Thirty years ago this week the BBC offered for sale its first Micro, a home computer that went on to change the history of computing in the UK and far beyond.
Launched only months after IBM’s first PC, the 1981 BBC Micro or ‘Beeb’ was aimed squarely at home enthusiasts rather than business and therein lay the foundation of its huge influence.
Costing up to £400 (roughly £1,200 in 2011 prices), the system was built around Chuck Peddle’s famous 6502 8-bit microprocessor running at 2MHz with 16Kb or RAM, expandable to 32Kb.
As basic as this looks on paper, anyone who used one will remember the generous travel and ‘IBM-like’ return of the BBC's keyboard with some nostalgia.
The proprietary operating system was ROM-based (hard disks were far too expensive) but came with a programming language called BBC Basic which formed the centrepiece of the Corporation's computer literacy remit.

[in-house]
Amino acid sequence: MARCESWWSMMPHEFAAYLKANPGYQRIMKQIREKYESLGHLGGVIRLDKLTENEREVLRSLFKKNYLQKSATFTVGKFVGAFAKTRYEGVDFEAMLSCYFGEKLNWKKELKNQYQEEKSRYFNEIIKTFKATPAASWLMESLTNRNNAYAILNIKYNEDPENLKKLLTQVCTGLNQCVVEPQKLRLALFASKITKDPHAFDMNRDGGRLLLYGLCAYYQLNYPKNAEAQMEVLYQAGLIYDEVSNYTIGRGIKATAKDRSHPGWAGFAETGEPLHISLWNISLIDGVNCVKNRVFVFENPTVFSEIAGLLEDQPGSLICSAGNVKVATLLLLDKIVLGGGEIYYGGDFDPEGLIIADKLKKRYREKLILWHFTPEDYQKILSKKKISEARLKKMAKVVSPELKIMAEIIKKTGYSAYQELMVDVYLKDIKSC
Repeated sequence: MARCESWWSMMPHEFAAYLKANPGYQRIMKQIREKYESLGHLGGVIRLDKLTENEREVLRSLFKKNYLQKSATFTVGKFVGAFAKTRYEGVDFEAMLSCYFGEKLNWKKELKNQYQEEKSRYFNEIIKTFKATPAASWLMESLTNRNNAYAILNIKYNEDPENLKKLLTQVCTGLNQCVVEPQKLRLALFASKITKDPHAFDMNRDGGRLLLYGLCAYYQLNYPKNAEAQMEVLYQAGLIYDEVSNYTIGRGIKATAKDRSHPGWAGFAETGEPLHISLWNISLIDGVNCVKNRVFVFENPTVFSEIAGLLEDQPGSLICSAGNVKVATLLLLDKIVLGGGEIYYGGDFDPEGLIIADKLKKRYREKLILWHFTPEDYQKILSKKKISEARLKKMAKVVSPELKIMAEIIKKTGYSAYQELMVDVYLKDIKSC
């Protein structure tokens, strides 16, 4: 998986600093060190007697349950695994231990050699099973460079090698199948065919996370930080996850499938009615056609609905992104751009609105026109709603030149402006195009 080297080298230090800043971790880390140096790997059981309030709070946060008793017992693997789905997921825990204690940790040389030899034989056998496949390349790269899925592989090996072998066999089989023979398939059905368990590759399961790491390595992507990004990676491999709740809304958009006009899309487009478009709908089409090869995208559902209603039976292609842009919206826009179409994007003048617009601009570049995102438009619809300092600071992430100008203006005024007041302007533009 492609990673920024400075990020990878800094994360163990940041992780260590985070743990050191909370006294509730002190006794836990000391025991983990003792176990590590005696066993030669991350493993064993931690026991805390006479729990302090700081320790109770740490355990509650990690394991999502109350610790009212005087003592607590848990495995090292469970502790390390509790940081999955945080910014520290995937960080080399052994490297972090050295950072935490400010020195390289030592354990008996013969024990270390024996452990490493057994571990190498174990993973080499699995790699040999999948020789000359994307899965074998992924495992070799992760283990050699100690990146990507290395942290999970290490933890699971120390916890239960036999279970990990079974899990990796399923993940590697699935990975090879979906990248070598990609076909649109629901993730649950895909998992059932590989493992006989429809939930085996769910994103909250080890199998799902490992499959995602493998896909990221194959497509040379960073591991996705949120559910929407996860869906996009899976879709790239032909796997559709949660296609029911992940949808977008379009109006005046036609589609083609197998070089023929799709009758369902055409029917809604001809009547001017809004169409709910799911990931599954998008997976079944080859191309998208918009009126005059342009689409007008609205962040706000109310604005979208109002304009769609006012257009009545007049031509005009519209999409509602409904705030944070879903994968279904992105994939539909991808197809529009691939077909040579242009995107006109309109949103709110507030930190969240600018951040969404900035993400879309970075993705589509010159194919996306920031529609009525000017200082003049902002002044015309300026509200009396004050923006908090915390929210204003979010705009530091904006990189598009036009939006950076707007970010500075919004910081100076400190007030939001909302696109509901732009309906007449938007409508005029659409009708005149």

On that score it succeeded, giving many young programmers their first taste of coding, including experimenting with more advanced assembler for the 6502 itself. That was its primary claim to importance – it fuelled a bottom-up programming revolution that emerged during the 1980s from bedrooms and back rooms and eventually spread through schools. Every British geek of the era will have used one at some point.
By 1987, the BBC had morphed into the Acorn Archimedes. Based on an innovative 32-bit RISC processor and software bundle that beat anything Apple or IBM could do at the time to a pulp, it was bought up by schools across the country.
The spin-off that designed the Archimedes chip, ARM, stuck to its RISC philosophy steadfastly across the subsequent decades and is today famous as the company that invented the low-power processors used inside Smartphones such as the iPhone.
That’s the BBC Micro’s second claim to importance – it fired up a small but important industry of spin-offs, as many as 100 in its Cambridge heartland alone.
“Just look around places like Cambridge's Science Park to see the results. Many of these companies were founded by people whose thorough introduction to technology came through the BBC Micro,” British games guru David Braben told the BBC’s website this week.
The BBC Micro didn't spawn a great British computer company to take on IBM, but it did the next big thing. Three decades on, it has repaid the business ambitions and idealism of its creators many times over.